CIT Student Snapshot: Daen's Story
Published: 16 Aug 2016
Looking sharp in a suit and tie, Daen's appearance now gives away nothing of the backstory he reveals.
"Growing up in Greater Western Sydney, football had been everything to me; I played Aussie Rules and I was good at it. I was selected in representative teams, even to play nationally, but the pressure to live up to the expectation placed on me got to me and I stopped playing.
"I lost my dad to heroin, that’s when I really started losing track. I was a confused kid, I got in trouble with the law; I had a lot of questions without answers. Without football I had nothing - no direction," Daen says.
Daen moved to Canberra with his young family to look after his mother who was ill, but a change of scenery wasn't the end of his struggles. Still in an environment of substance use, struggling with personal issues and homelessness, Daen says he was often in trouble for fighting and ending up in court.
Daen knew he had to make change in his life but admits, "It's really hard to change when your whole life has been a negative story." Still, he went online and found out about a youth work course offered at CIT Bruce. He came in to speak to CIT Yurauna Centre, CIT's Indigenous education and support centre and signed up to study a Certificate IV in Alcohol and Other Drugs.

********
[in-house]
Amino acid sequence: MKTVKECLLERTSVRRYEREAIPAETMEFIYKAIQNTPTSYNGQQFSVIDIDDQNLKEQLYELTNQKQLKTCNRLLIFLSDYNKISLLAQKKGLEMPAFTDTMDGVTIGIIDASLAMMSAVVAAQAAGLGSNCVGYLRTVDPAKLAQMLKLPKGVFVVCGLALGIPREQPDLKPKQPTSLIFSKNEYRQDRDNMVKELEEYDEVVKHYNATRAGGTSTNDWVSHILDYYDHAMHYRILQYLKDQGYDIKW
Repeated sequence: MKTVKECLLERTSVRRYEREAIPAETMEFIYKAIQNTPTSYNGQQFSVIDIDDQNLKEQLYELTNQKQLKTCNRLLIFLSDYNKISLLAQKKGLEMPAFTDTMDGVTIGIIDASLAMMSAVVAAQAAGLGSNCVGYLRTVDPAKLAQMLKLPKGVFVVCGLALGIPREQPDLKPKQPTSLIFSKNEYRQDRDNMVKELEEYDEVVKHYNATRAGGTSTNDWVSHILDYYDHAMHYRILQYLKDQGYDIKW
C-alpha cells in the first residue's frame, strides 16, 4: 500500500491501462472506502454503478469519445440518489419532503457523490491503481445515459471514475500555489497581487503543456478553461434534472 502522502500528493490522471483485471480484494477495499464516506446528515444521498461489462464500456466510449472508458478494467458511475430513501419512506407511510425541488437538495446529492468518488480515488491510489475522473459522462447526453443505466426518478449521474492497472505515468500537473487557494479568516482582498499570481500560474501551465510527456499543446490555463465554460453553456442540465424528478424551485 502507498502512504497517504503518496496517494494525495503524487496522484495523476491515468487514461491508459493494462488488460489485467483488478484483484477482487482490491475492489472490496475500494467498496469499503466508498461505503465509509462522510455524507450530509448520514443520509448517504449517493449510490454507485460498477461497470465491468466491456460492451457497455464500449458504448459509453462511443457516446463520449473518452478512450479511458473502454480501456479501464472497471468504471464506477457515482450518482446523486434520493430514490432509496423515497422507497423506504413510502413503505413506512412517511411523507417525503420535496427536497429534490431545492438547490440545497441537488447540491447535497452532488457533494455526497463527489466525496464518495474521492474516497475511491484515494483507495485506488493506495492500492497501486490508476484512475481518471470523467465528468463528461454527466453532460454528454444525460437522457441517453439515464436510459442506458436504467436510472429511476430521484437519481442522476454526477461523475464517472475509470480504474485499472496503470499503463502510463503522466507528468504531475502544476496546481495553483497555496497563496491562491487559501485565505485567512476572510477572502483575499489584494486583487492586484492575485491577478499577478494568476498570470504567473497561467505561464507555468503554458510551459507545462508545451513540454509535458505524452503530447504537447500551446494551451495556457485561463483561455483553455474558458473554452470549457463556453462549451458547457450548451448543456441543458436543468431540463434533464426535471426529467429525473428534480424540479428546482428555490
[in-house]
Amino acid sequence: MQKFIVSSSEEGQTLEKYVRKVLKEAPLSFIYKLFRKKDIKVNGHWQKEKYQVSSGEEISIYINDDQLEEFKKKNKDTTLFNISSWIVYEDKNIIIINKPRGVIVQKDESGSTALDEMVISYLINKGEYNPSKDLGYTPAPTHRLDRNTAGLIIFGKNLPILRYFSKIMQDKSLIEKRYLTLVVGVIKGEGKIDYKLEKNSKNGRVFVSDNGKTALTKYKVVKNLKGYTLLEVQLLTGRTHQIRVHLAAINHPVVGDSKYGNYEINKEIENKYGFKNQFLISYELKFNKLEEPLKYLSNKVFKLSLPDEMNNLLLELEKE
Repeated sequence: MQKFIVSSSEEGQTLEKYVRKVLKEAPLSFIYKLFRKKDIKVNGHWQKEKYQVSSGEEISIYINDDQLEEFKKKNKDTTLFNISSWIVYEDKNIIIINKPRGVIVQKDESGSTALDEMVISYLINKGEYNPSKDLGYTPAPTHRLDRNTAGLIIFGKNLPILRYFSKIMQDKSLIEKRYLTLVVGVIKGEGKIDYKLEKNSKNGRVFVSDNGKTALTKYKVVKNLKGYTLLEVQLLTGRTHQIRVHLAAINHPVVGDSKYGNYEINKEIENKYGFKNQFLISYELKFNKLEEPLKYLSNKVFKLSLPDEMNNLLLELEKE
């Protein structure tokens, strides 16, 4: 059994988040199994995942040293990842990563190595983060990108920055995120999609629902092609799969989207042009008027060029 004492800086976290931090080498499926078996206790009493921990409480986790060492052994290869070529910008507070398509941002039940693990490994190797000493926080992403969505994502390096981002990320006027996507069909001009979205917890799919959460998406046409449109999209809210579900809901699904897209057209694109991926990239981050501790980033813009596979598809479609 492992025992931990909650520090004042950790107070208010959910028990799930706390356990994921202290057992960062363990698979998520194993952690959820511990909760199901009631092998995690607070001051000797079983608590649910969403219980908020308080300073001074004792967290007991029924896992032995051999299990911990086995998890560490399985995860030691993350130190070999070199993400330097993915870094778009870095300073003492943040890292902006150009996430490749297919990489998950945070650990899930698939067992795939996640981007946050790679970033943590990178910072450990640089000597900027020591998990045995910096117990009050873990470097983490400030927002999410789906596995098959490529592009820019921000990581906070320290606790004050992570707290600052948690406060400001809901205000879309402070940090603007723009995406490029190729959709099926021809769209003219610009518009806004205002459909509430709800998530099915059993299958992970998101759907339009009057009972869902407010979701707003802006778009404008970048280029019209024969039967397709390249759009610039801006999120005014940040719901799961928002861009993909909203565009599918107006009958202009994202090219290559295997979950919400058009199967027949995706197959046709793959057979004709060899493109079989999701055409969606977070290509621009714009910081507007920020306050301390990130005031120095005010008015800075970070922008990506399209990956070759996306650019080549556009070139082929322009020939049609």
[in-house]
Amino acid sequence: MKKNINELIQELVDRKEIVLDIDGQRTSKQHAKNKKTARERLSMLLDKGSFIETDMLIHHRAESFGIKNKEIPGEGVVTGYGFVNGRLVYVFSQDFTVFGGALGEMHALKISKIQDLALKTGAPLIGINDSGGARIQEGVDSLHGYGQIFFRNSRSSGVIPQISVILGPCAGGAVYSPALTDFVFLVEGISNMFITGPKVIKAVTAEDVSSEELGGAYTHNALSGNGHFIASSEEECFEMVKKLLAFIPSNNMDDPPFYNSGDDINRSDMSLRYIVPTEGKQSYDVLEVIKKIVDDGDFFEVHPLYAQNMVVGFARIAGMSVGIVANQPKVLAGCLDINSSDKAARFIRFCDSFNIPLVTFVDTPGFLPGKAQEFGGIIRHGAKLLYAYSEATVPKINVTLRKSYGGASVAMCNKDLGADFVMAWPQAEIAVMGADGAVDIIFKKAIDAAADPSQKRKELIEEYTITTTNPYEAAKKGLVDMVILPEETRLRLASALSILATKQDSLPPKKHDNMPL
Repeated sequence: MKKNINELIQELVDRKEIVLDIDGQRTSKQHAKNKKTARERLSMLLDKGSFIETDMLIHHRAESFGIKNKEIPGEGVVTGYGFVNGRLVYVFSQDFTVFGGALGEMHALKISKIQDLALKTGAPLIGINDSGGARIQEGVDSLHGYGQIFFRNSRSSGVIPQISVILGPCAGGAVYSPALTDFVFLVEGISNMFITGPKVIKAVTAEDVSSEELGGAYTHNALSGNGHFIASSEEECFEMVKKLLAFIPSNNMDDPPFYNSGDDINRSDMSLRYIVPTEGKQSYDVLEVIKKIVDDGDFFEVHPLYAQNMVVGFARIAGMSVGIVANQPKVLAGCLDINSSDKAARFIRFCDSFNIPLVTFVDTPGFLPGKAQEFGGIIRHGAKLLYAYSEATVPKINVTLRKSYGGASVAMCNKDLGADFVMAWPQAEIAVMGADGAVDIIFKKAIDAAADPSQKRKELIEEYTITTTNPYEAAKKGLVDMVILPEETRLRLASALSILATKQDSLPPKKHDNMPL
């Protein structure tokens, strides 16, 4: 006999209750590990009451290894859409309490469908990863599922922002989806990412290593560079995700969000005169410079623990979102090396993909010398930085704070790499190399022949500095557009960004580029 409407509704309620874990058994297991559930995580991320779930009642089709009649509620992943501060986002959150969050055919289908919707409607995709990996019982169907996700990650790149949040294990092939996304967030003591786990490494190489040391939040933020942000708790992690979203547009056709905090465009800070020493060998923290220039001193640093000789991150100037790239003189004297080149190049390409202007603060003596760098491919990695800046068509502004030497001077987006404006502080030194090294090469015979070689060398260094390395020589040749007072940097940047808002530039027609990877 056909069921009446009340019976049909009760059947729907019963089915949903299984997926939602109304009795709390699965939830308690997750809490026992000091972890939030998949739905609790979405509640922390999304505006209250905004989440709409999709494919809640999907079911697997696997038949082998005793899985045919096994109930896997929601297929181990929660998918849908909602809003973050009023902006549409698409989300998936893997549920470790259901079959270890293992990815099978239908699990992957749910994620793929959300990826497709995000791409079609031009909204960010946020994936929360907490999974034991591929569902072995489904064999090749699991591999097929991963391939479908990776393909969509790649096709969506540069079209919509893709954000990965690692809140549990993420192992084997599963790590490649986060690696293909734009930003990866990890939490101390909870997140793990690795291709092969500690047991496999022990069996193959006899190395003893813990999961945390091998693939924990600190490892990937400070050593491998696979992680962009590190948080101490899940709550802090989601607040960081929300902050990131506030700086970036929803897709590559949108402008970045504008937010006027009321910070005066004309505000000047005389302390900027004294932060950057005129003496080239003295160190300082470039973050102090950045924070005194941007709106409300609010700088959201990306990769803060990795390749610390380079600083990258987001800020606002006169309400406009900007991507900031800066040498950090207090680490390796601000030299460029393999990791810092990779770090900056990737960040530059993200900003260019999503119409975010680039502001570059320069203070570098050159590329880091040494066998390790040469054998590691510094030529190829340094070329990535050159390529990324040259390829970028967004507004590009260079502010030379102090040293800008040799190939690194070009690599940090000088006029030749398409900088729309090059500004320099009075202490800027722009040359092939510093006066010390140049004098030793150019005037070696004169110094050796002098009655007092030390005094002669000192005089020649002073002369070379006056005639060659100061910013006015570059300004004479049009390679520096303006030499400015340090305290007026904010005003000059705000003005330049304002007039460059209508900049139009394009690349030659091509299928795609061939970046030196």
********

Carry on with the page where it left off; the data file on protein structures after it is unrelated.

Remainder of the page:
Studying at CIT Yurauna Centre opened new doors for Daen and helped him make the change he knew he needed.
"The CIT Yuruana Centre teachers and staff were really helpful and always welcomed you with open arms. Studying there and coming in to the happy faces and happy people there was the highlight in my life at the time, I dreaded going home."
Daen had a desire to help others "not muck up the way I did". He acknowledges he always had positive influences in his life in his hardworking uncles and aunts, his mother and his grandfather; it just took him a while to stop rebelling and start listening.
"I was lucky to have that influence in my life reminding me it's up to you to set the standard for your life," he says.
Daen now works at the Aboriginal Legal Service as a field officer, and was blown away to stumble on the fact his grandfather had founded the Aboriginal Legal Service in Walgett.
"I like to be able to give back to the community and make change. I'm one of those fellows who likes to think positive and I tell others if you've got a goal, don't give up on that goal; you might just need to change your plan of attack."
Daen has his own goals he's working towards, including a dream to set up a program for troubled youth that offers a positive environment where they can express themselves in hip-hop and graffiti art.
His final advice to others trying to make change is simple, but his life demonstrates the truth of it.
"Just keep at it, it will all come good."